Interventions in the House of Commons
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View Daniel Blaikie Profile
View Daniel Blaikie Profile
2019-06-03 13:19 [p.28396]
Madam Speaker, it is a pleasure to rise to speak to today's motion, because it addresses something that I think is an important public policy issue. It is a matter that touches the public interest. At the very least, I think we all agree that having an independent and well-resourced media is an important part of any well-functioning democracy. That is why it has been concerning over the last number of years to see newsrooms closing down and journalists being put out of work because of the revenue challenges among more traditional media.
As much as news is circulating more than ever on social media, social media is not a content generator. It does not write the stories. Fewer and fewer journalists are writing the stories that are being circulated ever and ever wider, but that is not an increase in the amount of quality journalism that is happening; it is just a wider audience for the smaller amount of journalism that is happening.
The lack of funding, or the inability of news organizations to be able to hire journalists to do proper investigative reporting, is a serious problem. I think it is a public interest problem. That is where I disagree with the member for Thornhill, who has said on a number of occasions that, essentially, government should be blind to this problem and not engage with it or that there is no room for some kind of public policy fix. If we simply leave this to the market, what we have seen is that the market is failing to support good journalism. There is a need for a solution. If the market can provide one, so be it. It is just that we are not seeing that, and we are running out of time as more and more newsrooms close down and we have fewer people doing the good work journalists do in Canada.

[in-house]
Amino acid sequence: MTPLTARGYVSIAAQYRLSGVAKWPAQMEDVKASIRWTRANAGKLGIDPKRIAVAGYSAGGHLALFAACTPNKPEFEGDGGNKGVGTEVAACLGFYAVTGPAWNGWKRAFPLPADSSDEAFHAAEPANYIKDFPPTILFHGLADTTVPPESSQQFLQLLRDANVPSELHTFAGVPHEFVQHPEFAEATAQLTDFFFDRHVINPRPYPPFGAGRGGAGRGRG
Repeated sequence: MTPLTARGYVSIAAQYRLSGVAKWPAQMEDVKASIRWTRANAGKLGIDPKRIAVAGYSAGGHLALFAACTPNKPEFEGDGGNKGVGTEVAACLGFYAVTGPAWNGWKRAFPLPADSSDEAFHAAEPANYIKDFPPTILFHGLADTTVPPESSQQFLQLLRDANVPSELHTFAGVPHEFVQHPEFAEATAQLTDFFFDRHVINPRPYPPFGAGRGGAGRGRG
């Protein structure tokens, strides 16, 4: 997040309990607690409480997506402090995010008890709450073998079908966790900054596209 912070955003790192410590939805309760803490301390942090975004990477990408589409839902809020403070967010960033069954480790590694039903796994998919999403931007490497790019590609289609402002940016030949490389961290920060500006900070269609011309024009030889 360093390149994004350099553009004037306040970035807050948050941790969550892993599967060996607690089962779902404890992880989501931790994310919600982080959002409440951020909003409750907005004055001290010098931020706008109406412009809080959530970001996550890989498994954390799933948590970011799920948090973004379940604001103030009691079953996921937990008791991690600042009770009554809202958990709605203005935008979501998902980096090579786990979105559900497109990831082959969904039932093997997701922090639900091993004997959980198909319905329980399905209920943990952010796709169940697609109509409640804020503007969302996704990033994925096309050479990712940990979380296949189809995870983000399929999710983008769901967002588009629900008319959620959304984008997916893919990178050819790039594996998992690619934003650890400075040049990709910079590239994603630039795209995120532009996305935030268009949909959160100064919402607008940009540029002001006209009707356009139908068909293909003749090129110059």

We in the NDP agree that something needs to be done. We have been calling for that for a long time. Part of our frustration is that this is kind of an 11th-hour solution, if we can call it that. It is an 11th-hour proposal by the Liberal government to finally start, maybe, doing something about a problem that has existed for a long time and that has been allowed to get to a point where it is actually becoming quite serious. To drop it at the end of this Parliament is unfortunate.
We do not all agree on various components of this debate, but the fact that there is so much contention about the solution is evidence that we needed a longer timeline if we wanted to try to find some kind of consensus, or least a meeting of the minds, among the parties in this place. We needed more time to be able to do that. To have the proposal come out just recently, when the end of Parliament is only a few weeks away, really does not bode well for finding a solution that as many political actors as possible could sign on to. That is important.